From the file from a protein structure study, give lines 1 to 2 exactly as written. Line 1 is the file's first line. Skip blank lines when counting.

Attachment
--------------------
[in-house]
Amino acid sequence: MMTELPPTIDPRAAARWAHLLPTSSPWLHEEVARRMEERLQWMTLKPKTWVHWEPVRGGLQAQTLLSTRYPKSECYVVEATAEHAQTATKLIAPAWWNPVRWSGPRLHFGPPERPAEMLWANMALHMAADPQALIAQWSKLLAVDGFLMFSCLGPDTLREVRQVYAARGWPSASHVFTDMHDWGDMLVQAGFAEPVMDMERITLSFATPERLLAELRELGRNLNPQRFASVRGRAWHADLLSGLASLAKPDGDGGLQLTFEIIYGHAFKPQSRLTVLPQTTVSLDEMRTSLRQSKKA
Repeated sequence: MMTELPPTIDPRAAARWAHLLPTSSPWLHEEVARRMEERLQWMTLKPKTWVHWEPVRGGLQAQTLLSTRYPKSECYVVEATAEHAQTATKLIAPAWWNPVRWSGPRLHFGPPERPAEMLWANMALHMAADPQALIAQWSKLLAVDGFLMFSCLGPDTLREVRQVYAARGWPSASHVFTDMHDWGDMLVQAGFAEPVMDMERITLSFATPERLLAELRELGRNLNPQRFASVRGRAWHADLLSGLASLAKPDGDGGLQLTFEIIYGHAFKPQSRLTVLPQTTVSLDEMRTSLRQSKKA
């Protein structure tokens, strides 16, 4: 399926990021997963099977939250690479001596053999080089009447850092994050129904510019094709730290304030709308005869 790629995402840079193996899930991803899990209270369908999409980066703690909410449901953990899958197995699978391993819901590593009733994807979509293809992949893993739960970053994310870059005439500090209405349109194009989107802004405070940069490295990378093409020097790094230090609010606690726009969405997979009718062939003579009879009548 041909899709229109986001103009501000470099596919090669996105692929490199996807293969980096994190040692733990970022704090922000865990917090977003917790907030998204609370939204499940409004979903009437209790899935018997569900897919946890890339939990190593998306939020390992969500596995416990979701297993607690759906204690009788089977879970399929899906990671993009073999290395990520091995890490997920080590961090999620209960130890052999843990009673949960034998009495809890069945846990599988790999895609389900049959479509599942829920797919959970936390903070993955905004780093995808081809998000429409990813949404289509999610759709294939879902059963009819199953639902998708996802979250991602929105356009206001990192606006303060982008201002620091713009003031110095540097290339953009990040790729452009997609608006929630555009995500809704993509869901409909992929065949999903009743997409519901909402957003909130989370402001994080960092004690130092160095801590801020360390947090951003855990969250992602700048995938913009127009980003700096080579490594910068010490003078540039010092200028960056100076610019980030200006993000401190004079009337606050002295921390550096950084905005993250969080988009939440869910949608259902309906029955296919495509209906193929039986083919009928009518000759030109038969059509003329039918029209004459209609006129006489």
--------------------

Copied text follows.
[in-house]
Amino acid sequence: MMTELPPTIDPRAAARWAHLLPTSSPWLHEEVARRMEERLQWMTLKPKTWVHWEPVRGGLQAQTLLSTRYPKSECYVVEATAEHAQTATKLIAPAWWNPVRWSGPRLHFGPPERPAEMLWANMALHMAADPQALIAQWSKLLAVDGFLMFSCLGPDTLREVRQVYAARGWPSASHVFTDMHDWGDMLVQAGFAEPVMDMERITLSFATPERLLAELRELGRNLNPQRFASVRGRAWHADLLSGLASLAKPDGDGGLQLTFEIIYGHAFKPQSRLTVLPQTTVSLDEMRTSLRQSKKA